IV. To conduct identity verification, a cross-border litigant shall submit the following materials to the court which has accepted the lawsuit:a. A foreigner shall submit passport and other documents to prove his/her identity; b. An enterprise or organisation shall submit its identity document and supporting documents to prove that the person participating in the lawsuit on behalf of such enterprise or organisation has the right to participate in the lawsuit as its representative. Such supporting documents shall be notarised by a notary public organ in the home country and certified by the Chinese embassy or consulate in the said country.c. Where the home country of a foreigner, foreign enterprise or organisation does not have diplomatic relations with China, such documents may be notarised by a notary public organ in the home country, and certified by the embassy or consulate of a third country which has diplomatic relations with China in the home country, and then certified by the embassy or consulate of China in the third country.d. Where there are specific provisions on certification formalities in the international treaties and conventions entered into, concluded or acceded to by China and the home country of the foreigner, foreign enterprise or organisation, such provisions shall prevail, except for those clauses for which China has declared reservations;e.These provisions also provide how to conduct identity verification for a Hong Kong or Macau resident, a Taiwan resident and a Chinese mainland citizen whose habitual residence is in a foreign country or in Hong Kong.4. a.b.c.d.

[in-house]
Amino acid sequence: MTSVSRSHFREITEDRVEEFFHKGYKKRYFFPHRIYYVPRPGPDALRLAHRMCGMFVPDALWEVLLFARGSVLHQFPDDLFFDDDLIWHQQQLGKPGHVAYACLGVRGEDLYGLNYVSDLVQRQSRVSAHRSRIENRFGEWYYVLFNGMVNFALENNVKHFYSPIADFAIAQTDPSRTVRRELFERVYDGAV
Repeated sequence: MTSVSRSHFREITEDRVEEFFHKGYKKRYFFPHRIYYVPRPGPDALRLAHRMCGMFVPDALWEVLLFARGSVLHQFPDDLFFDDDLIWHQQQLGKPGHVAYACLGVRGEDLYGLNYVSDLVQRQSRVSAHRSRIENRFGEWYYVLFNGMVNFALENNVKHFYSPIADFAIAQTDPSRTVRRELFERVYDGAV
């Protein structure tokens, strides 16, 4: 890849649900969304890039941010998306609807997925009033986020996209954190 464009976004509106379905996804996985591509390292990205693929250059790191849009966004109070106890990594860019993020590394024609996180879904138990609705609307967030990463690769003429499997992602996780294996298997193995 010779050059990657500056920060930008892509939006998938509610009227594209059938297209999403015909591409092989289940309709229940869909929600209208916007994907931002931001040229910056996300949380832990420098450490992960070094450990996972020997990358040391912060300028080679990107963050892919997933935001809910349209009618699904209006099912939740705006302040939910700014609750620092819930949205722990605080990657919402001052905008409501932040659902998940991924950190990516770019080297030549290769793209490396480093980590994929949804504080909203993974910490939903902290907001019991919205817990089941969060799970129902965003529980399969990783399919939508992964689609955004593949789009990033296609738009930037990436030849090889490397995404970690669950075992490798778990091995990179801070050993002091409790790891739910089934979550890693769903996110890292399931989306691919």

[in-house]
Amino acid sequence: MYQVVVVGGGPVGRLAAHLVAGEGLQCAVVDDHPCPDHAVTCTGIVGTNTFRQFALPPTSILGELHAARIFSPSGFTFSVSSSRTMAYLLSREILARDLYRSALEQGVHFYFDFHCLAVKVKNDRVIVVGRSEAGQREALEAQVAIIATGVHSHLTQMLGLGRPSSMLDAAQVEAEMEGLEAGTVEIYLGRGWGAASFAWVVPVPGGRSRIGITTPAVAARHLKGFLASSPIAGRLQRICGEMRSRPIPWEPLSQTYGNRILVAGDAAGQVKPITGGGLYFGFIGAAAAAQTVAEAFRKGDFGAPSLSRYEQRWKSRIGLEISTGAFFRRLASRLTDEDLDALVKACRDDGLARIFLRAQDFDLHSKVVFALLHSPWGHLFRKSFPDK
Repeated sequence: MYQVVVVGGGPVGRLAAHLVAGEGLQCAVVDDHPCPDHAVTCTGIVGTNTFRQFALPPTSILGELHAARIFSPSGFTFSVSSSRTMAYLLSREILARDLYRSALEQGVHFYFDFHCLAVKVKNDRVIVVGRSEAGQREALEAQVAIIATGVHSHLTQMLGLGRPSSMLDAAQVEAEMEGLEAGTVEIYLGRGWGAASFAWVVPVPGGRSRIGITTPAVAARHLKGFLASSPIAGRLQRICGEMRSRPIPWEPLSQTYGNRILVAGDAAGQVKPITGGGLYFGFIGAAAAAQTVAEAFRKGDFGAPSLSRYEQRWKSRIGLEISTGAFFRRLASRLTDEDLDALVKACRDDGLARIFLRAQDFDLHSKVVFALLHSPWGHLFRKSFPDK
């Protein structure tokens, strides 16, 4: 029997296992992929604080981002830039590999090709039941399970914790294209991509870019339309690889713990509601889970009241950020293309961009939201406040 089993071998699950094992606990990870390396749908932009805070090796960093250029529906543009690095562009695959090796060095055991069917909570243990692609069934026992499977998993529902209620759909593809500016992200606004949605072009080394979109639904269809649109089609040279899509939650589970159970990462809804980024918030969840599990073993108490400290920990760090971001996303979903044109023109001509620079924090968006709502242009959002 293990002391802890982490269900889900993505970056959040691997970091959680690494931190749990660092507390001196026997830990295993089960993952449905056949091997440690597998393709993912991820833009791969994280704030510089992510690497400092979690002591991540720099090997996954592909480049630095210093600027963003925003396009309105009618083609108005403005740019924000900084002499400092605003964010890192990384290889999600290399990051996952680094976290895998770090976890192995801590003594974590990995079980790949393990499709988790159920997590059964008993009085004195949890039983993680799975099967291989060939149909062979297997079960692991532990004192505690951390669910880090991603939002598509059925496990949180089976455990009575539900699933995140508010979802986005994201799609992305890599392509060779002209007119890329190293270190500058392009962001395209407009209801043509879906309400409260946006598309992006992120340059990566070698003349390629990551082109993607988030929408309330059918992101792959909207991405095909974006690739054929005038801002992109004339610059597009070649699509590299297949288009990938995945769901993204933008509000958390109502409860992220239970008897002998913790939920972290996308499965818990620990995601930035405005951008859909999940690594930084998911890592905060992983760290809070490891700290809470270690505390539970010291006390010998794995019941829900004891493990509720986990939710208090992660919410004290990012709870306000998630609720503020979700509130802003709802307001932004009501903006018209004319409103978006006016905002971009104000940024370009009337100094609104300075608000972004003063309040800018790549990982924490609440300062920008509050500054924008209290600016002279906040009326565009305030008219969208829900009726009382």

VI. Where a cross-border litigant that has passed identity authentication entrusts a Chinese mainland lawyer to represent it/him in the proceedings, it/he may apply to the court that has accepted the case for online video witness.Online video witness shall be initiated by a judge online, and the judge, cross-border litigant and the entrusted lawyer shall be online at the same time. As witnessed by the judge via video, the cross-border litigant and the entrusted lawyer shall sign the relevant documents on entrustment of agency, and are not required to go through the formalities of notarisation, certification, forwarding, etc. After online video witness, the entrusted lawyer may carry out online case filing, online payment and other matters on behalf of the litigant.5.